The Reason for God

When I was training for ministry, one of my lecturers wisely said “If you are going to read someone’s position on something, find the best proponent of that position and read them.”

Against the backdrop of the numerous books written over the last two years that debate God and religion, I am therefore delighted to have recently read what I consider the best modern defence of Christian belief.

Dr Timothy Keller’s ‘The Reason for God’ really is quite superb. It is on the New York Times bestsellers list and is already being called ‘a modern classic.’ He properly understands and engages the struggles many today have with Christianity, and he does so with a model of gentleness and respect.

The second half of the book gives an overview of basic Christian belief, whereas the first half answers the major objections Keller finds people raising: Christianity and other religions, the problem of suffering, whether Christianity is repressive or responsible for injustice, the difficulty we have with the idea of judgement, whether science has disproved Christianity, and whether the Bible can be taken literally.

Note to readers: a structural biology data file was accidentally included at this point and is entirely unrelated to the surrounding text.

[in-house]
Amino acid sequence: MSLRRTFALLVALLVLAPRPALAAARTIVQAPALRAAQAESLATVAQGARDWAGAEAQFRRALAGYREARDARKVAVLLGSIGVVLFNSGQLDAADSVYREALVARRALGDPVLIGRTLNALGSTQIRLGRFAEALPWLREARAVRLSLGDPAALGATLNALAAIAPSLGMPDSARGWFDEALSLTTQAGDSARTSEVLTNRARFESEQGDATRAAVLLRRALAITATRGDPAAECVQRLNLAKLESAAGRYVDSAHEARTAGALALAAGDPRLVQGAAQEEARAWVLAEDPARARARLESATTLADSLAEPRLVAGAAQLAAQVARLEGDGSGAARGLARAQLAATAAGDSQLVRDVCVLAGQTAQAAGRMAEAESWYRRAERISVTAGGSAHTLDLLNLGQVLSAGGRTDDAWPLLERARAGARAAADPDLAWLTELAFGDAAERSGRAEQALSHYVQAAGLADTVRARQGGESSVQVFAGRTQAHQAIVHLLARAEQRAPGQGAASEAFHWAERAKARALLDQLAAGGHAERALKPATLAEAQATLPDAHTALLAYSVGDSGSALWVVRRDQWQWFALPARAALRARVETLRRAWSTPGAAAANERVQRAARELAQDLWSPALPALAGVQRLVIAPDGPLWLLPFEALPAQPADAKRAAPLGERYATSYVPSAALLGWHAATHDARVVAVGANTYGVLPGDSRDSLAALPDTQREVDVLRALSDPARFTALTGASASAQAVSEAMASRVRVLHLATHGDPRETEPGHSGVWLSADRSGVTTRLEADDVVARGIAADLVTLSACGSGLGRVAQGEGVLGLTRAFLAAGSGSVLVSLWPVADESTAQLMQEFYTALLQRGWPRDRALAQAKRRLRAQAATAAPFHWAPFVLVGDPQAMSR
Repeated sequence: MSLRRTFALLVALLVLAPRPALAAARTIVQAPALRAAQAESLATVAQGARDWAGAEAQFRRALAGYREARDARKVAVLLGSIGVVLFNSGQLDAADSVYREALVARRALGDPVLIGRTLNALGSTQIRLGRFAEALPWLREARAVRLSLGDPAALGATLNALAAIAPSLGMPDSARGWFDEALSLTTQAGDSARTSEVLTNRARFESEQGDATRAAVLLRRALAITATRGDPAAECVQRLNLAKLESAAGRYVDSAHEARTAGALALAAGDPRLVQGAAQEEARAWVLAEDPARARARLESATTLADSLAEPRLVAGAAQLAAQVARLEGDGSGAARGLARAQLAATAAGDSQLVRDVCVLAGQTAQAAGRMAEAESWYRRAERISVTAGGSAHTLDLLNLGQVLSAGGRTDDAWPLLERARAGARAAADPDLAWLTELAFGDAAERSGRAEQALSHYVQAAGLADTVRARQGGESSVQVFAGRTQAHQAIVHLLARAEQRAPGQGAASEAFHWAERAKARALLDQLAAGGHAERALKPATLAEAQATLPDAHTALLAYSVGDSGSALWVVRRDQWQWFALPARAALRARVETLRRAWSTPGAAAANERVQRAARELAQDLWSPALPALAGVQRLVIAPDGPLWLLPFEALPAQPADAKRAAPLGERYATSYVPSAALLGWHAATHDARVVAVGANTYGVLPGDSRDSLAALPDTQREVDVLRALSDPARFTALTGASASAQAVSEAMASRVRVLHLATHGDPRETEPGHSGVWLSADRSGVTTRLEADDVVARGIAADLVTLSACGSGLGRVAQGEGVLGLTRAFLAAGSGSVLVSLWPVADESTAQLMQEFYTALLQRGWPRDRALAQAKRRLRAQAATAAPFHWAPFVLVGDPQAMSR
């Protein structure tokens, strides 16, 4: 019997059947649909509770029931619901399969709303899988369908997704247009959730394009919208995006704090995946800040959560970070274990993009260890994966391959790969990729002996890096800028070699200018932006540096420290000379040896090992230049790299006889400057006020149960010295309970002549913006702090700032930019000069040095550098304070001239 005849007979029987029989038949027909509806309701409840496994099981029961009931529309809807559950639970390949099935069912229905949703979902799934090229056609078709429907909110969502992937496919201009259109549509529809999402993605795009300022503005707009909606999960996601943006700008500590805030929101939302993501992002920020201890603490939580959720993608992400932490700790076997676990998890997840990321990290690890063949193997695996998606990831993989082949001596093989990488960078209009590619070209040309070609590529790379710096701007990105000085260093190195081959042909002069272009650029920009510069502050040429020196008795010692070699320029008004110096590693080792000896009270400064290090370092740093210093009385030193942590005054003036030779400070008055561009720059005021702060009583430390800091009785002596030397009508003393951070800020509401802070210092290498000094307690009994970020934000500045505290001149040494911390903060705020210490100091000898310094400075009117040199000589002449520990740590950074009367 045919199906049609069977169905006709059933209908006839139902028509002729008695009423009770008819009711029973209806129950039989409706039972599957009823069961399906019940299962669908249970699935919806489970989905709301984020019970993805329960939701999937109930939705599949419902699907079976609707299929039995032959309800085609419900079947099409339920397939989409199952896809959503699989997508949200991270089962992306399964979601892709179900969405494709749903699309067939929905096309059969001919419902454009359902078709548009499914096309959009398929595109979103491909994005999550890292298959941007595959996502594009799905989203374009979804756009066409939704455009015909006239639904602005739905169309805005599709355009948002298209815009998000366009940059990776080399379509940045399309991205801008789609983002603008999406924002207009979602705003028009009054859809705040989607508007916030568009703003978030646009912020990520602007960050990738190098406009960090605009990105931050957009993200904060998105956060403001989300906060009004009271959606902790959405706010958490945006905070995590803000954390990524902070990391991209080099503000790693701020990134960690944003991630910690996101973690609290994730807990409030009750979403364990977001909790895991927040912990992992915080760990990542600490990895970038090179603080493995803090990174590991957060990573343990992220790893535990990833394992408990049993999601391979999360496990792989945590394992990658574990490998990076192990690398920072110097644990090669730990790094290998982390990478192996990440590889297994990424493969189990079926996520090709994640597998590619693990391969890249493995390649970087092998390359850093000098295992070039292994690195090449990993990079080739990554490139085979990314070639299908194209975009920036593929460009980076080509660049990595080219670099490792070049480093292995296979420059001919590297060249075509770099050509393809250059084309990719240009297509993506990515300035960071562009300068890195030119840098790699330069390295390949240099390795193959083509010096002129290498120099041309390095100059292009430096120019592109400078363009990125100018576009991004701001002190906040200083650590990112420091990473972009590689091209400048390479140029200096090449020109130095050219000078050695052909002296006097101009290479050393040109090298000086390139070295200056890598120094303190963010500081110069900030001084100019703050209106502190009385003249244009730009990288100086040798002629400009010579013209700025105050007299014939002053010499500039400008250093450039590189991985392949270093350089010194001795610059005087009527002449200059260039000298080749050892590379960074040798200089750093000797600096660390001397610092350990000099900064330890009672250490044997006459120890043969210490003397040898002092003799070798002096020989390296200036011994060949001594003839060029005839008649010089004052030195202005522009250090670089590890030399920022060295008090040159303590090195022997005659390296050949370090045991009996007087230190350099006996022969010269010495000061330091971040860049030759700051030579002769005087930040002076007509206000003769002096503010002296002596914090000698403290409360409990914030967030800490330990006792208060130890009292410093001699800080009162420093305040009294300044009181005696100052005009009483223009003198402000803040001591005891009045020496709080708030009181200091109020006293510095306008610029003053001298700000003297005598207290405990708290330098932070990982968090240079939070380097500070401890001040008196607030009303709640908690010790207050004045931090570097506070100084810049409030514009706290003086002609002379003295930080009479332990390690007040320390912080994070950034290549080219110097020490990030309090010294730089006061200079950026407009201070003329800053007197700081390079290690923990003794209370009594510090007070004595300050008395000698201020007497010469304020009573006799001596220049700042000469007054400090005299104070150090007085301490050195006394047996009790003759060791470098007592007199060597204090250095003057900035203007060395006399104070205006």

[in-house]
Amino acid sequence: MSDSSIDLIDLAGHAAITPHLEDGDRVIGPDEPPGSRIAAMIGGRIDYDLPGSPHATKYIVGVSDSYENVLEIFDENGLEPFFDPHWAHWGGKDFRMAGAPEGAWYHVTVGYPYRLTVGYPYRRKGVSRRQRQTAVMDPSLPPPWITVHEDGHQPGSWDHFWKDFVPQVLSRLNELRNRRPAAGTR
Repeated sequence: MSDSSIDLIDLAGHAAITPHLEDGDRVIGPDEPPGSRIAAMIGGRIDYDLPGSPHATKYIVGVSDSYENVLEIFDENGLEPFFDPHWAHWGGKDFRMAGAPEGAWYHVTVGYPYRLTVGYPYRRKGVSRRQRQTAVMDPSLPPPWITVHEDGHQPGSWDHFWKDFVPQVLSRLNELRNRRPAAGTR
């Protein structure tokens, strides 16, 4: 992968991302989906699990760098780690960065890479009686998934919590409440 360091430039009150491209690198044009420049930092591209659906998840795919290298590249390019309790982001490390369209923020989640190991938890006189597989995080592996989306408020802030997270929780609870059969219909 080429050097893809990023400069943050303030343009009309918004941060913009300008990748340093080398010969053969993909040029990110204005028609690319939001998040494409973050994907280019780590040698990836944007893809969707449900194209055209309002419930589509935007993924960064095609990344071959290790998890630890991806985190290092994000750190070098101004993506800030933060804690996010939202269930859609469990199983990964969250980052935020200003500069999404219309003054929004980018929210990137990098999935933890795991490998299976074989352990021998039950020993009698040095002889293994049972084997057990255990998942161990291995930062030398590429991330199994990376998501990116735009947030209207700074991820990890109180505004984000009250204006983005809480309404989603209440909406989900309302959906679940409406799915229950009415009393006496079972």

Publishers Weekly writes: “Keller mines material from literary classics, philosophy, anthropology, and a multitude of other disciplines to make an intellectually compelling case for God. Written for skeptics and the believers who love them, the book draws on the author’s encounters as founding pastor of New York’s booming Redeemer Presbyterian Church.”

The book needs to be read thoughtfully. However Keller has a knack for putting complicated things simply. Whatever your current convictions, I do hope you will invest in a copy. The reason for God is soon to be published in the UK by Hodders, but can currently be bought from Amazon (here) or from the Good Book Company (here) (0845 225 0880). If you wish to order it from a book shop, it is published in the US by Dutton (ISBN 978-0-525-95049-3).

When one considers the huge claims of Christ and the impact they have had on world history, I hope it is not too much to suggest that it is wise for everyone to carve out some time at least once in life to properly consider those claims. I do hope then that you might string up a hammock, find a comfortable spot under a tree, and take in this great book.